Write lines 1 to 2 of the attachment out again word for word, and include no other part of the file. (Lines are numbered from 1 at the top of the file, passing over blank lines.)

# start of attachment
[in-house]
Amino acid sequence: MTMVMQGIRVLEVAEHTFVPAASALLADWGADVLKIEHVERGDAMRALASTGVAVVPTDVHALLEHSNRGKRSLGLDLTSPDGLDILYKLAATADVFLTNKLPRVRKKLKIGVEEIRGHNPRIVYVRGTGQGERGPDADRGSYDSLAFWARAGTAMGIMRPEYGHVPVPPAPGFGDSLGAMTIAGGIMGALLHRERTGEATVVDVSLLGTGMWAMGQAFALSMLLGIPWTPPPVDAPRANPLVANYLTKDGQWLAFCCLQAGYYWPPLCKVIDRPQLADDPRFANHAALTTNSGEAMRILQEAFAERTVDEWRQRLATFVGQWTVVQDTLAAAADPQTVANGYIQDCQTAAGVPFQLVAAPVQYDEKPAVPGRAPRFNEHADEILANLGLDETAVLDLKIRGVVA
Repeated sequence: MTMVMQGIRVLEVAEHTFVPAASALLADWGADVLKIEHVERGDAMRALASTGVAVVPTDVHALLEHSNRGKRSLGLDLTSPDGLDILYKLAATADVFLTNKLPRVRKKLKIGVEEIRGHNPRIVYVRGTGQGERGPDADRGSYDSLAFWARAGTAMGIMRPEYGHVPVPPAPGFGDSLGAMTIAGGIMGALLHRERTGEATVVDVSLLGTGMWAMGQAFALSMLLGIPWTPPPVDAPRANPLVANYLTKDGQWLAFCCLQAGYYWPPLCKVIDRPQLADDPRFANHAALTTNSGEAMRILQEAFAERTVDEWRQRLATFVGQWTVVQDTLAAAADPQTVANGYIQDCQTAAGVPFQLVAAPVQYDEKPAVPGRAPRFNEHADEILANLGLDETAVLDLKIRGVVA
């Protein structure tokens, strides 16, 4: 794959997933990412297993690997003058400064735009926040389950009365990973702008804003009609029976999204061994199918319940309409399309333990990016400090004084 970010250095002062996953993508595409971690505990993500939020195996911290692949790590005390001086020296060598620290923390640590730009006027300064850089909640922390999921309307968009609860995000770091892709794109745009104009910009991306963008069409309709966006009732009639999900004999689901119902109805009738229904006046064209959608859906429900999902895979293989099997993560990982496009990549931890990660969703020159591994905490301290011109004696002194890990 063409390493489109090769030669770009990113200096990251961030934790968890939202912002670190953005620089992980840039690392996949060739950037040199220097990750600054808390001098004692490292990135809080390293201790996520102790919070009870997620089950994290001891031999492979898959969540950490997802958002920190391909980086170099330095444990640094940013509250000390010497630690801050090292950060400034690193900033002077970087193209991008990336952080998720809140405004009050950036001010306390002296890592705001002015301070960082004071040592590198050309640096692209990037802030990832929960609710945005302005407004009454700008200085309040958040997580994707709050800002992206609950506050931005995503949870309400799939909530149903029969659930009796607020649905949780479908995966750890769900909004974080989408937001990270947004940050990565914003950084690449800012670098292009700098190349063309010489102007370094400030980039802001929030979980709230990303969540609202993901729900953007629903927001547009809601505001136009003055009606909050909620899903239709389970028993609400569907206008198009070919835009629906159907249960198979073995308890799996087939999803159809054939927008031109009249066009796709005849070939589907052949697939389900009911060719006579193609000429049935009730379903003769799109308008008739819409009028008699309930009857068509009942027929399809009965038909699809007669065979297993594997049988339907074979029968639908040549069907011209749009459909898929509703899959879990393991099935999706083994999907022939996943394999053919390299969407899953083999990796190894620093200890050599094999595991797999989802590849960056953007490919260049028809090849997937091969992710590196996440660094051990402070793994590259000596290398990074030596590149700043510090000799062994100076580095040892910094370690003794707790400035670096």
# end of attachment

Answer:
[in-house]
Amino acid sequence: MTMVMQGIRVLEVAEHTFVPAASALLADWGADVLKIEHVERGDAMRALASTGVAVVPTDVHALLEHSNRGKRSLGLDLTSPDGLDILYKLAATADVFLTNKLPRVRKKLKIGVEEIRGHNPRIVYVRGTGQGERGPDADRGSYDSLAFWARAGTAMGIMRPEYGHVPVPPAPGFGDSLGAMTIAGGIMGALLHRERTGEATVVDVSLLGTGMWAMGQAFALSMLLGIPWTPPPVDAPRANPLVANYLTKDGQWLAFCCLQAGYYWPPLCKVIDRPQLADDPRFANHAALTTNSGEAMRILQEAFAERTVDEWRQRLATFVGQWTVVQDTLAAAADPQTVANGYIQDCQTAAGVPFQLVAAPVQYDEKPAVPGRAPRFNEHADEILANLGLDETAVLDLKIRGVVA